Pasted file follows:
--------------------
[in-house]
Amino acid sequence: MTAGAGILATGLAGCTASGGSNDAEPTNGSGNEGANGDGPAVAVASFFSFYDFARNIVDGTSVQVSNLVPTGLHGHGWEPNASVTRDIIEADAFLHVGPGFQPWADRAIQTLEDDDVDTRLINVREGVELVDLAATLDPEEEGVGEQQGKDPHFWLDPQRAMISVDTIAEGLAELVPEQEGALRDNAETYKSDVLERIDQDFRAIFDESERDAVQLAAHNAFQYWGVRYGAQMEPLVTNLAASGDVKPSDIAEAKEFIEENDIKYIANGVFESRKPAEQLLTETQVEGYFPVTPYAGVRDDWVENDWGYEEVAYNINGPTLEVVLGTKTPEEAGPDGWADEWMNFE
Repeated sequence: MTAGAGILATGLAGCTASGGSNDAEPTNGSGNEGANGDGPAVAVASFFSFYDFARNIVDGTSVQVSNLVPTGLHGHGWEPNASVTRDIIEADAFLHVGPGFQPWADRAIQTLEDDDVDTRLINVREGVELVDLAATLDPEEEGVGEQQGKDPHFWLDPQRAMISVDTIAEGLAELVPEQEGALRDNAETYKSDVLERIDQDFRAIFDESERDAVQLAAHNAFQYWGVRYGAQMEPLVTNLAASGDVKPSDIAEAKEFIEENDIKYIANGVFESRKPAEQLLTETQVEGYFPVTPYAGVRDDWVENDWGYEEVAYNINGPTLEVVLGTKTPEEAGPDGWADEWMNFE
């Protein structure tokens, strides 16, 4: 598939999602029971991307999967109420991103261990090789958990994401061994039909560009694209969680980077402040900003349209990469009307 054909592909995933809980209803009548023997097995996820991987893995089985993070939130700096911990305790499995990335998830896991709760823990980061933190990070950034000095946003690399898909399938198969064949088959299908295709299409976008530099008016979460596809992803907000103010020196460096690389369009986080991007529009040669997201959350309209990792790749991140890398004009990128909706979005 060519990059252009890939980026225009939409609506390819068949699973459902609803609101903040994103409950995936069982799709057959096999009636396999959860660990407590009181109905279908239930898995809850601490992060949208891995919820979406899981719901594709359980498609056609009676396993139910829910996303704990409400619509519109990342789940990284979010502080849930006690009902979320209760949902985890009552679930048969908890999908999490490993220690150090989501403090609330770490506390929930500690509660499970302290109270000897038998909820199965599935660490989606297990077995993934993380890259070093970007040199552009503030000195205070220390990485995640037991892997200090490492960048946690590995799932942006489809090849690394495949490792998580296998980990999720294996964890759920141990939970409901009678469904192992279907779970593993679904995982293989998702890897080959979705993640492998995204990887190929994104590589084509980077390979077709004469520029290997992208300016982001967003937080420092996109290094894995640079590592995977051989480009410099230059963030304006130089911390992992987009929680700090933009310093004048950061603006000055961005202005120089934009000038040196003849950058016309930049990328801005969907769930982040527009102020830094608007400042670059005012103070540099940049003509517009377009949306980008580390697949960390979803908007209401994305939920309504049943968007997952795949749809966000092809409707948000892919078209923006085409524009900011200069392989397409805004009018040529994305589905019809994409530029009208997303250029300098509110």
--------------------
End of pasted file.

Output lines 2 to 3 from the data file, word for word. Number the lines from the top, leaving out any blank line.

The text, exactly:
Amino acid sequence: MTAGAGILATGLAGCTASGGSNDAEPTNGSGNEGANGDGPAVAVASFFSFYDFARNIVDGTSVQVSNLVPTGLHGHGWEPNASVTRDIIEADAFLHVGPGFQPWADRAIQTLEDDDVDTRLINVREGVELVDLAATLDPEEEGVGEQQGKDPHFWLDPQRAMISVDTIAEGLAELVPEQEGALRDNAETYKSDVLERIDQDFRAIFDESERDAVQLAAHNAFQYWGVRYGAQMEPLVTNLAASGDVKPSDIAEAKEFIEENDIKYIANGVFESRKPAEQLLTETQVEGYFPVTPYAGVRDDWVENDWGYEEVAYNINGPTLEVVLGTKTPEEAGPDGWADEWMNFE
Repeated sequence: MTAGAGILATGLAGCTASGGSNDAEPTNGSGNEGANGDGPAVAVASFFSFYDFARNIVDGTSVQVSNLVPTGLHGHGWEPNASVTRDIIEADAFLHVGPGFQPWADRAIQTLEDDDVDTRLINVREGVELVDLAATLDPEEEGVGEQQGKDPHFWLDPQRAMISVDTIAEGLAELVPEQEGALRDNAETYKSDVLERIDQDFRAIFDESERDAVQLAAHNAFQYWGVRYGAQMEPLVTNLAASGDVKPSDIAEAKEFIEENDIKYIANGVFESRKPAEQLLTETQVEGYFPVTPYAGVRDDWVENDWGYEEVAYNINGPTLEVVLGTKTPEEAGPDGWADEWMNFE